A Stamp from the UCD Does Not Make a Vehicle“Legal”
By Antonio De Jesús Aguado
A presidential decree states that all vehicles circulating on federal roads must have insurance to guarantee payment for civil liability in case of accident. On the other hand, the UCD, an organization that starts the legalization processes for imported cars from the United States to Mexico, has registered almost 300 vehicles as property of expats—American and Canadian. However, these cars remain in an irregular status and can be confiscated by state or federal authorities.
The Democratic Peasants Union is a nonprofit organization that began in 1994. It was registered by the Federal Secretariat of Government. According to its coordinator in San Miguel, Francisco Andrés Muñoz Rodríguez, the union was started because at that time there was a large number of Mexicans working in the American fields who returned to Mexico with cars—especially trucks—with temporary permits. “When the workers had to go back to the United States, those cars were left in Mexico with their families,” says Muñoz Rodríguez,“so they could have a vehicle to transport themselves from the rural communities to the cities and also to be used for work in country areas.”
After the temporary permit for those vehicles expired, they were no longer legal in Mexico, and the owners needed to have legal certainty of their property. For that reason, thousands of peasants gathered across Mexico and formed the UCD to put pressure on the government for a massive legalization. That had brought them results in the past. Currently, according to the coordinator of that union, located at Canal 138, there are approximately 1,600 registered vehicles waiting to be legalized—not taking into account the registration of another UCD on Calzada de la Estación which, according to Muñoz, is not legal. Among those cars, 300 belong to Canadians and Americans.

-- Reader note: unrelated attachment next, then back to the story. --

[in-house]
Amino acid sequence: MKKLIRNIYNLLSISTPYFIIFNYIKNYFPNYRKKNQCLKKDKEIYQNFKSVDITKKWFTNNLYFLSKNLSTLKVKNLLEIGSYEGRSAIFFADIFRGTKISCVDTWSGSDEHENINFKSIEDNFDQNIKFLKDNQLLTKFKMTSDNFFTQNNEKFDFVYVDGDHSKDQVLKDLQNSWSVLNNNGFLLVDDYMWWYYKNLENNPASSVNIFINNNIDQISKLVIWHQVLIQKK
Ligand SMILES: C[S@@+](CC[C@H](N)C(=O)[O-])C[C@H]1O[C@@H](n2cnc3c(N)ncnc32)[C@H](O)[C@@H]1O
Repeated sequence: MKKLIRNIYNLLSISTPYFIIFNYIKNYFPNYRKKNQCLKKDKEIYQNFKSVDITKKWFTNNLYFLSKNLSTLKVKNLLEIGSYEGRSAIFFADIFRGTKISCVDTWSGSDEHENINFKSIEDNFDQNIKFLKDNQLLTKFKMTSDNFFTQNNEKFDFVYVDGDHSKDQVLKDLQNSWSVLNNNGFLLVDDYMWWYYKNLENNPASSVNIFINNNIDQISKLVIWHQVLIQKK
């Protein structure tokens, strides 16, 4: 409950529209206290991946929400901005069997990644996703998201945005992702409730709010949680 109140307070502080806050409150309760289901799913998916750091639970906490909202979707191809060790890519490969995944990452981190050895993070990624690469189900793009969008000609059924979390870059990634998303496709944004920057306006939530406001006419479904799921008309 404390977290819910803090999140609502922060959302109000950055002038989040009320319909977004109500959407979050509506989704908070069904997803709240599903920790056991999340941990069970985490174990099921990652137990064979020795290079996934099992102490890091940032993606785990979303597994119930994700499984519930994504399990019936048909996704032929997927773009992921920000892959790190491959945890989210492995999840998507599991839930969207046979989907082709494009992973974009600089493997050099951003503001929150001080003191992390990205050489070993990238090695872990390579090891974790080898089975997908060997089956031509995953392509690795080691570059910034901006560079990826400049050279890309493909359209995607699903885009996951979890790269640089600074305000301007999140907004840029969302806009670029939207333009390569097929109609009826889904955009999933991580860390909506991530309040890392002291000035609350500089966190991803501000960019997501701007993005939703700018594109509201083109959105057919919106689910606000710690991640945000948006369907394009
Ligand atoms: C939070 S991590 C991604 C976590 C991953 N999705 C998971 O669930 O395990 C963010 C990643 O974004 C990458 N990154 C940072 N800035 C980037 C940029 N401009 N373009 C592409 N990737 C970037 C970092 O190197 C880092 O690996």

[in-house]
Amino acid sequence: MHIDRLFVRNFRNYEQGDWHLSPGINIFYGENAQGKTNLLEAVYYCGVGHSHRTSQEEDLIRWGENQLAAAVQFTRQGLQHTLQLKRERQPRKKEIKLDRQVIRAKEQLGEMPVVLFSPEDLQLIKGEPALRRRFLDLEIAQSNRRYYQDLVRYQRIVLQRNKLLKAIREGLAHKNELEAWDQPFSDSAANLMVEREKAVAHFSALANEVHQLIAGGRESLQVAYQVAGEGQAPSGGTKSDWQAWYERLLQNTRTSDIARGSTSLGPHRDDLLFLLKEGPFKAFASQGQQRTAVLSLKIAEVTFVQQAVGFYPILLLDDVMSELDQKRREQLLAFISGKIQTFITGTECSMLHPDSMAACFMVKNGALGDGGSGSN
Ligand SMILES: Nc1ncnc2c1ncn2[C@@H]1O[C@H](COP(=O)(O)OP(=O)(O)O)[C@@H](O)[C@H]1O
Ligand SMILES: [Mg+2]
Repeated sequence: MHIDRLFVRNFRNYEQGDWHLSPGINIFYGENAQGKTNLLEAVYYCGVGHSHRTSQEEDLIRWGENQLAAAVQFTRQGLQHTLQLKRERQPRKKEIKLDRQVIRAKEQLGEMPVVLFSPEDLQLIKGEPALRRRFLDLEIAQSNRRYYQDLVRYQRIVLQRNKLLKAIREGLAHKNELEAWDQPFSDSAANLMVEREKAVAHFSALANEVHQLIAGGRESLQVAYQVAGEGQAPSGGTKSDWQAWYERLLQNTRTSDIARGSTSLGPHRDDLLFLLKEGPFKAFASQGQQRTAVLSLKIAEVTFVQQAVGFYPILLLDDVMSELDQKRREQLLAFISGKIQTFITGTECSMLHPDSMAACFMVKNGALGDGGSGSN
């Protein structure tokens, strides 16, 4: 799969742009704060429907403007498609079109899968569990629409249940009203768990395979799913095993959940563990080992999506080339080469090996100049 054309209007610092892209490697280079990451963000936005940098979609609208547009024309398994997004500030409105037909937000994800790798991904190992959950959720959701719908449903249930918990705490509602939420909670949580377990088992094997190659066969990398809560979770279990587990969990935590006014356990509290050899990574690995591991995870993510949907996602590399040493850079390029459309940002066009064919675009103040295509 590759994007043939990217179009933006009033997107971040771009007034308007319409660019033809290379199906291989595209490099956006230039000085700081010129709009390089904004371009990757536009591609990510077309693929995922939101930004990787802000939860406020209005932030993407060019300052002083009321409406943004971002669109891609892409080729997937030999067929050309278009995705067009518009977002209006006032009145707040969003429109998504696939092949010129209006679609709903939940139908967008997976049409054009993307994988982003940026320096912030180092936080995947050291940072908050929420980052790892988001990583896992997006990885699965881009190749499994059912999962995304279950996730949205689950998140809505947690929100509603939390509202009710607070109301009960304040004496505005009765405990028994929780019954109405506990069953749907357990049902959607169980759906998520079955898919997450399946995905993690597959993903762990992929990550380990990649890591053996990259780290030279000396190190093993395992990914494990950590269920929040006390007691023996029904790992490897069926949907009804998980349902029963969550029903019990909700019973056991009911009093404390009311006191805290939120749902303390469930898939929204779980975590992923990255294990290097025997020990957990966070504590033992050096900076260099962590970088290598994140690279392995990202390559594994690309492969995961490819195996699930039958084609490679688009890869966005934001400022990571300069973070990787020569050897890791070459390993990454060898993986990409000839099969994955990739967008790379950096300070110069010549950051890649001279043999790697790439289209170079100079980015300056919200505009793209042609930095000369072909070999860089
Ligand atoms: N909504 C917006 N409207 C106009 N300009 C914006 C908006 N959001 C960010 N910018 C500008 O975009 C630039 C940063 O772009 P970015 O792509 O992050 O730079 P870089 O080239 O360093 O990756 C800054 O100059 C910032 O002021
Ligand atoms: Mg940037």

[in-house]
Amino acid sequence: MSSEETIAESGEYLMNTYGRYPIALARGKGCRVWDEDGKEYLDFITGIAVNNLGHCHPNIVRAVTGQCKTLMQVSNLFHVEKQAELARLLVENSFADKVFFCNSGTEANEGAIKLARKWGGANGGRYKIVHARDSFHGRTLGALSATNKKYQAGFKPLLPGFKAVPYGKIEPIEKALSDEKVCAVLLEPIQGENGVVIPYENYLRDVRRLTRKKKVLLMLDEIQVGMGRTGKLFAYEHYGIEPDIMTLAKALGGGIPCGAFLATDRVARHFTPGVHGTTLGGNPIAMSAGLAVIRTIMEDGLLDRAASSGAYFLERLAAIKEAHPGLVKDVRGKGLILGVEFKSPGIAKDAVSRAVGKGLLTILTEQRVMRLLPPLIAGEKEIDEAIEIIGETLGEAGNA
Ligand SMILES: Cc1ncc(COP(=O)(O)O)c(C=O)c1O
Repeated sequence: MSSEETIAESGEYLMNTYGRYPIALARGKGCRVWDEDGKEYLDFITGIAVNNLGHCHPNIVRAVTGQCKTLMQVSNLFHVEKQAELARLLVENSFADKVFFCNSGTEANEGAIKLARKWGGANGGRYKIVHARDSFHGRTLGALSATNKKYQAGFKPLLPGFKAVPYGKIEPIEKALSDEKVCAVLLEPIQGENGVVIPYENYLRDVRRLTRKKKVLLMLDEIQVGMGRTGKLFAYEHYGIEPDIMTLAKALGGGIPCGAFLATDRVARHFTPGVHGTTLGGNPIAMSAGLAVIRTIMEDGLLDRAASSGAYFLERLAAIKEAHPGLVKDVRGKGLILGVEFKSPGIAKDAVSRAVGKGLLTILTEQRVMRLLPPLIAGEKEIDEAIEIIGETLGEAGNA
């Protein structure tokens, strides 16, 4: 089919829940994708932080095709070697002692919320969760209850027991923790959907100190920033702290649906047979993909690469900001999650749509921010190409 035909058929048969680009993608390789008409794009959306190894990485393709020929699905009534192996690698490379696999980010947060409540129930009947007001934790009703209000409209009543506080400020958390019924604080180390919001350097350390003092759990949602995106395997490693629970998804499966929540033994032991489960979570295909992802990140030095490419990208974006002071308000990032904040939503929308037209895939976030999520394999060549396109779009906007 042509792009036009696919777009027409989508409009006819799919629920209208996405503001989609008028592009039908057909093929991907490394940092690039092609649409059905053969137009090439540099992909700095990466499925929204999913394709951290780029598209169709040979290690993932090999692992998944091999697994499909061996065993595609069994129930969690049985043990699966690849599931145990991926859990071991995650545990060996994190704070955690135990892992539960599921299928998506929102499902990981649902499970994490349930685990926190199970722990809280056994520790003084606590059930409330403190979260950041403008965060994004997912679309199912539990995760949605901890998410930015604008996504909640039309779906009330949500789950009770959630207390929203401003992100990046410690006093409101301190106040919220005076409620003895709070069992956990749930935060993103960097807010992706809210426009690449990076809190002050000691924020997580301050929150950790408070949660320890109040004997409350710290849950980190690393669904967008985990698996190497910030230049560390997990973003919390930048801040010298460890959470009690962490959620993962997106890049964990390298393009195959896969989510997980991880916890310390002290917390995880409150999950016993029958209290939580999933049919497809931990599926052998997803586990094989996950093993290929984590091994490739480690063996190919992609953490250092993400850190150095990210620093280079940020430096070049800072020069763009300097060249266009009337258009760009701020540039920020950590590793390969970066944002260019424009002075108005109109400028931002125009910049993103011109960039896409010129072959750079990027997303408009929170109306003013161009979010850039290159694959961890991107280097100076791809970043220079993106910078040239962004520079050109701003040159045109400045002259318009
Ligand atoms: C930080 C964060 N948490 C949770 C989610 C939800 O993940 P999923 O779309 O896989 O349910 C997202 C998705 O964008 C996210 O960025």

The coordinator commented that the UCD is an organization that does not discriminate, and “all people can get a stamp for their car, as long as they can prove they have a legal status in the city,” he said. To register a vehicle, there is a one-time fee of 600 pesos and a monthly fee of 25 pesos. That money is used for operational expenses. Those enrolled in the UCD receive a sticker that must be attached to their car. Muñoz says that brings some benefits to the members because they can drive on the state or federal roads, and the transit officers will not bother them.
Regardless of what Muñoz said, the State Department of Traffic and Transportation told Atención that a vehicle without legal plates is an illegal car. It does not matter if it is registered with the UCD. It could be confiscated at any time, independently of the owner’s nationality. The State Department of Traffic and Transportation made it clear that, for driving on the country’s roads, a driver’s license is required. It does not matter if it is Mexican or from another country.
Mandatory auto insurance
On April 2013, some reforms were made to the Federal Law of Roads, Bridges and Transportation, which would be in force 180 days after being published in the Official Newspaper of the Federation. Those changes finally came into effect on Tuesday, September 23, 2014. Their purpose is to avoid expenses that could damage a family’s economy. According to the Federal Commission of Transportation, more than 49 thousand kilometers of road are federal. An article published by CNN states that according to
statistics of Axxa, an insurance company, in México there are more than 38 million vehicles in circulation, and only 28 percent of those have a car insurance.